1. Spain’s dictator shut the border of Gibraltar
    2. Spain occupied Gibraltar.
    3. EU warned Gibraltar.

    Only 1
    Only 2
    Only 3
    1 and 2
    All
    5). EXPALNATION- When Gibraltar declared new constitution spain’s dictator shut the border
    Answer: A

    Directions (Questions-06 to 09): Choose the word/group of words which is MOST SIMILAR in meaning to the word/group of words printed in bold as used in the passage.
    6. Accorded

    Contradicted
    Bestowed
    Negated
    Revoked
    None of these
    6). EXPALNATION- Accorded means to give
    Answer: B

    7. Anomalous

    Aberrant
    Standard
    Regular
    Ordinary
    None of these
    7). EXPALNATION- Anomalous means deviating from normal
    Answer: A

    8. Ceded

    Challenged
    Refused
    Denied
    Capitulated
    None of these
    8).EXPALNATION- Ceded means to give up. Mostly used to give up power
    Answer: D

    9. Resounding

    Thrilling
    Mild
    Weak
    Ambiguous
    None of these
    9).EXPALNATION- Resounding means something joyful or electrifying.
    Answer: A

    Directions (Question 10): Choose the word/group of words which is MOST OPPOSITE in meaning of the word/group of words printed in bold as used in the passage.
    10. Thorny

    Smooth
    Prickly
    Spiky
    Pointed
    None of these
    10). EXPALNATION- Thorny means something spiky or pointed.
    Answer: A

    Directions (11-15): In the passage given below there are 5 blanks, each followed by a word given in bold. Even blank has four alternative words given in options (A),(B),(C) and (D). You have to tell which word will best suit the respective blank. Mark (E) as your answer if the work given in bold after the blank is your answer i.e “No change required”.Barely three or four officers were inducted into the Indian Foreign Service (IFS) in the initial years after Independence. With periodic increases, this year the figure stands at 45. And the recent tweet by external affairs minister (11) [Inform] a possible reason why: she has reassured a man supposedly on Mars awaiting supplies from Mangalyaan II that “even if you are stuck on the (sic) Mars, Indian Embassy there will help you”. The implication is that a vanguard of doughty Indian diplomats (12) [Will have been] stationed on the red planet by the time it becomes a regular — if inhospitable destination for intrepid earthlings. Diplomats readily vouch that there are (13) [Uniformly] desolate places right on this planet that has Indian embassies, so Mars would not be that much of a stretch. If planets are also to have Indian diplomats, it means larger batches every year, as Earth itself is getting (14) [Extra] independent countries. And Indian embassies can no longer be absent from any of them as Indian citizens are present practically everywhere and there’s no telling who will tweet the next SOS from some remote place. Of course, (15) [From] the case of Mars and other planetary postings, who the diplomats would deal with as part of their quotidian work is also moot, as bailing out Indians in distress is only one aspect of their responsibilities.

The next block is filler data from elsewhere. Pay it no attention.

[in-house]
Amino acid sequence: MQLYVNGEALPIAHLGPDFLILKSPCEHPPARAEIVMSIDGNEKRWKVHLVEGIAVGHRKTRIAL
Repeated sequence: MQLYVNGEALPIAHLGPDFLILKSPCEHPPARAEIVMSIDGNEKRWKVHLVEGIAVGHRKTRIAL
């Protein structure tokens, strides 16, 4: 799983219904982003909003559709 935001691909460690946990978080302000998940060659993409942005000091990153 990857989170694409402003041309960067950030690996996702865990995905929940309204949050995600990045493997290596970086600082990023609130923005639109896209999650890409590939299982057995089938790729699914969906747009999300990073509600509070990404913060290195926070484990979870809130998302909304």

11. ?

    Reveals
    Bring to light
    Impart
    Concern
    No Changes Required
    11). Reveal refers to expose, which is relevant in the sentence.
    Answer: A

    12. ?

    Will
    Will be
    Would be
    Will have been
    No Changes Required
    12). ‘will be’ is used as per the tense in the sentence.
    Answer: B

    13. ?

    Equally
    Equivalently
    Impartially
    Generally
    No Changes Required
    13). ‘Equally’ adjective goes with the sentence.
    Answer: A

    14. ?

    Much
    More
    Few
    Some
    No Changes Required
    14). In the sentence, ‘more’ is positive and other options are in negative sense.
    Answer: B

    15. ?.

    At
    In
    On
    there
    No Changes Required
    15).‘in’ is the correct preposition.
    Answer: B

    Read each sentence to find out whether there is any grammatical or idiomatic error in it. The error any, will be in one part of the sentence. The number of that part is the answer. If there is no error, the answer is (e):-
    16. After steadily increasing the frequency(a)/ of those incursions since September2012, (b)/ China have recently begun(c)/ increasing their duration.(d)/No Error(e)

    a)
    b)
    c)
    d)
    e)
    16). EXPLANATION:-Here, only one country is mentioned(singular),and ‘have’ is used for plural, so ‘has’ will be used
    Answer: C

    17. Human lives are affected by wars(a)/ of expansion and the effects(b)/ of colonialism have still(c)/smoldered in the world.(d)/No Error(e)

    a)
    b)
    c)
    d)
    e)
    17).EXPLANATION.:- The use of ‘have’ is incorrect here, according to the tense used, so it will be eliminated.
    Answer: C

    18. Water levels have gone down to alarmingly(a)/ low in some parts of the country in which irrigation(b)/ is primarily dependent on groundwater, (c)/which may lead to serious environmental consequences.(d)/No Error(e)

    a)
    b)
    c)
    d)
    e)
    18).EXPLANATION.:-According to the sentence, the place is being referred to, so, ‘where’ will be used in the place of ‘in which’
    Answer: B

    19. There is a huge shortage of electricity(a)/ in most parts of the country and(b)/ hence, generation in electricity(c)/ needs to be augmented.(d)/No Error(e)

    a)
    b)
    c)
    d)
    e)
    19). EXPLANATION.:- The preposition ‘in’ is wrongly used, ‘of’ will come
    Answer: C

    20. It is no secret that most rivers(a)/ in India are in serious(b)/trouble with Ganga and Yamuna (c)/leading the list.(d)/No Error(e)

    a)
    b)
    c)
    d)
    e)
    20). EXPLANATION.:- Before the proper nouns, we must use ‘the’. So here with the name of rivers ‘the’ will be used.
    Answer: C